by Tunku ‘Abidin Muhriz. First published in The Malay Mail 24 June 2015
My previous references to the SEA Games highlighted that it is the most successful regularly-organised multi-nation event in the region, and (perhaps tellingly) has nothing to do with ASEAN – the event is governed by the Southeast Asian Games Federation which predates ASEAN by a decade – and Timor-Leste joins in.
Last week I got to witness the 28th SEA Games in Singapore from another perspective. By virtue of my position as committee member of the Squash Racquets Association of Malaysia (SRAM), I was invited to be the team manager for the Malaysian squash contingent to the SEA Games.
It was an immersive week for twelve of us: me and the assistant team manager, two coaches and eight players. It began with a comfortable Sunday bus journey from Bukit Jalil to Singapore, with a lunch stop at Kota Iskandar before smooth, specially-arranged immigration procedures on both sides of the Second Link. Immediately upon arrival there was a training session, and as the matches commenced I witnessed the talent, tenacity, professionalism and humility of the players as they annihilated their opponents at nearly every stage. Indeed, throughout the four events (Men’s Individual, Women’s Individual, Men’s Team, Women’s Team) our squad members played 26 matches, and only three did not have a score of 3-0. (Squash matches are played as best of five sets for both men and women, unlike in Grand Slam tennis.)
So dominant were our athletes that not only did we achieve our target of four gold medals, but we got two silver medals too, because in both the Men’s and Women’s Individual Finals it was Malaysia vs Malaysia, and yet the arena was full of spectators – including compatriot athletes from other sports – because people wanted to watch world-class squash. It was the first time in 14 years that we secured a clean sweep of all squash events entered, having also won four golds and two silvers in 1997, 1999 and 2001. (Although squash was absent from the Games in 2003, 2009, 2011 and 2013.)
Among the forty disciplines at the Games, our divers also achieved a clean sweep of eight available golds. Our sailers obtained seven while our archers and bowlers picked up five each. Apart from this there were many individual triumphs as well, such as Sharmini Ratnasingham’s in showjumping or Farah Ann Abdul Hadi’s in artistic gymnastics (in fact her performances contributed to six medals in total for the nation) – an achievement tainted in the news because of the proclivities of perverts and authoritarians misappropriating the language of religion. If there was any wrongdoing on the part of our athletes it was the spitting footballer, who was rightly sent home.
Throughout the Games, a WhatsApp group consisting of the Chef de Mission Datuk Seri Mohd Norza Zakaria, his deputies and the Team Managers of all the sports exchanged messages of encouragement and congratulations, apart from disseminating much needed administrative information. And there is a lot of administration involved in these multi-sports events – for each national contingent and especially for the host country: everything from daily meals and transport, organising the officials and medics, sponsors and mascot (Nila the lion, named after the founder of Singapura) and putting on the opening, closing and victory ceremonies. It will be our turn in 2017 – the biggest multi-sports event in the country since the 1998 Commonwealth Games.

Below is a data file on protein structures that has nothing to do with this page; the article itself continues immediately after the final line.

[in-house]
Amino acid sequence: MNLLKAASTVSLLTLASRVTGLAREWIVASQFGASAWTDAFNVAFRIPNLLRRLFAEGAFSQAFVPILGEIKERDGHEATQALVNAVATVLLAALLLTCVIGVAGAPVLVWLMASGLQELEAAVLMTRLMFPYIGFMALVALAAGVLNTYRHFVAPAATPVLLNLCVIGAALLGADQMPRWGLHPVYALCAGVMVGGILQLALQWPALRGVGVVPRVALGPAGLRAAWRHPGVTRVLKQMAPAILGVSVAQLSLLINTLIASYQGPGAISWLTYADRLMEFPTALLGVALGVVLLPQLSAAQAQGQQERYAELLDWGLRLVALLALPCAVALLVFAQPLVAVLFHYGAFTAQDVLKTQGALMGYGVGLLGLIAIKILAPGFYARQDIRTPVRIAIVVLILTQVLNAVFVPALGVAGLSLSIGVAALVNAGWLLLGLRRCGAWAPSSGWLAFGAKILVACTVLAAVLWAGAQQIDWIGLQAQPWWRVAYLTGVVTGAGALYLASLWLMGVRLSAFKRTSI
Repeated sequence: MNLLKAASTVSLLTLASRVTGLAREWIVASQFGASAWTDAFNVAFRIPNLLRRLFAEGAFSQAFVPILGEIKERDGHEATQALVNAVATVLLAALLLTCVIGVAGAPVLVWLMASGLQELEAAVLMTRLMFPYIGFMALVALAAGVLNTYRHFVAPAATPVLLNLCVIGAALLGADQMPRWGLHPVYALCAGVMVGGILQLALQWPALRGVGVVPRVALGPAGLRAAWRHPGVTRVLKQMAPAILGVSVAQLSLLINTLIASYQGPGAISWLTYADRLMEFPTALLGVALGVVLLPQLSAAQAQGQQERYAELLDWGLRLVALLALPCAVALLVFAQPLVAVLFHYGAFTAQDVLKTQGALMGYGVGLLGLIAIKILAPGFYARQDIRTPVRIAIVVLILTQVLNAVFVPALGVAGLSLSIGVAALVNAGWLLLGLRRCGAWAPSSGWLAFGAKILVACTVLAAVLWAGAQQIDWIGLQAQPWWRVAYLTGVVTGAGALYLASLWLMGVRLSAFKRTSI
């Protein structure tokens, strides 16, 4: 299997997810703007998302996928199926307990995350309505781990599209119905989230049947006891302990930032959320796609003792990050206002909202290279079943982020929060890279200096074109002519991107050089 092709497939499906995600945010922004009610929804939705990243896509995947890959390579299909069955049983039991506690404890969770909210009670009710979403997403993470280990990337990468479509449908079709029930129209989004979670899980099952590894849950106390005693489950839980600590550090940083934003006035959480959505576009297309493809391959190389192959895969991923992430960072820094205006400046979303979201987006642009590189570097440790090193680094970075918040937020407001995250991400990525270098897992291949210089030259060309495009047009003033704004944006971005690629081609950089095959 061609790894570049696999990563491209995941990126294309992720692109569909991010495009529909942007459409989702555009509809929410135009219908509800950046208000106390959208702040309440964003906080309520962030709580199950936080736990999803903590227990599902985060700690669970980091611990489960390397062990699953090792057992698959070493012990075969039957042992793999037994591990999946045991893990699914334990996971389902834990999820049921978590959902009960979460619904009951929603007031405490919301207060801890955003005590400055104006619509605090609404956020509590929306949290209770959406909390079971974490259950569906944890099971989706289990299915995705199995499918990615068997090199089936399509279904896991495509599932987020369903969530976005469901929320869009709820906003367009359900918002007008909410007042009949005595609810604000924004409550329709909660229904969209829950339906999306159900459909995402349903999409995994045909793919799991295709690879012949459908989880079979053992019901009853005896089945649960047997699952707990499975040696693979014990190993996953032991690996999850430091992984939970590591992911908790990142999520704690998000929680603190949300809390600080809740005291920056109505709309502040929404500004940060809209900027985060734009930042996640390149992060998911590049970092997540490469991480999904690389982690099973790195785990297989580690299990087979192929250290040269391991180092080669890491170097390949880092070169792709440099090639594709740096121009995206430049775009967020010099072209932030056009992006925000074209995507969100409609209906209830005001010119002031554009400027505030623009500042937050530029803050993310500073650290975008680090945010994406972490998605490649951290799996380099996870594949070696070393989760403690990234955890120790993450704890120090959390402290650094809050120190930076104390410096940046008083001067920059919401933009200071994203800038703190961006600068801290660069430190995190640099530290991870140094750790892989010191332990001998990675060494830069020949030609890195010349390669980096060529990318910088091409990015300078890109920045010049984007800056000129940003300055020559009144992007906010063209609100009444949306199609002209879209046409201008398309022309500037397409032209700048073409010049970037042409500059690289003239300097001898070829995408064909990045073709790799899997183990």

From my new vantage point the politics of sport manifested itself quite differently too: the players and coaches have their own views of wrangling at the top, and are fully aware that medal tallies aren’t the main determinant for their continued survival – and rivalries within and across sports associations can subtly surface.
Equally, there was much diplomacy going on: what some haughtily refer to as “people-to-people relationships”. Probably more Malaysians and Thais conversed and befriended Myanmar[ese] (the demonym is contested) during the Games than during the crisis in the Andaman Sea.
But perhaps the most important relationships I saw were the ones between our players. Throughout the entire Games I heard not one reference to the ethnicity of our athletes, and of all the squads squash must have been the most inclusive. They came from the peninsula and Borneo, and just look at their names: Sanjay Singh, Rachel Arnold, Mohd Addeen Idrakie, Vanessa Raj, Mohd Syafiq Kamal, Teh Min Jie, Valentino Bon Jovi Bong and Zulhijjah Azan.
After these champions received their medals from Olympic Council of Malaysia President Tunku Imran Tuanku Ja’afar, they sang Negaraku on the top spot of the podium. They did so as equal compatriots, and it was then that “Malaysia Boleh!” – shouted at every arena during the Games – truly pervaded my thoughts.
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Tunku ‘Abidin Muhriz is a Committee Member of the Squash Racquets Association of Malaysia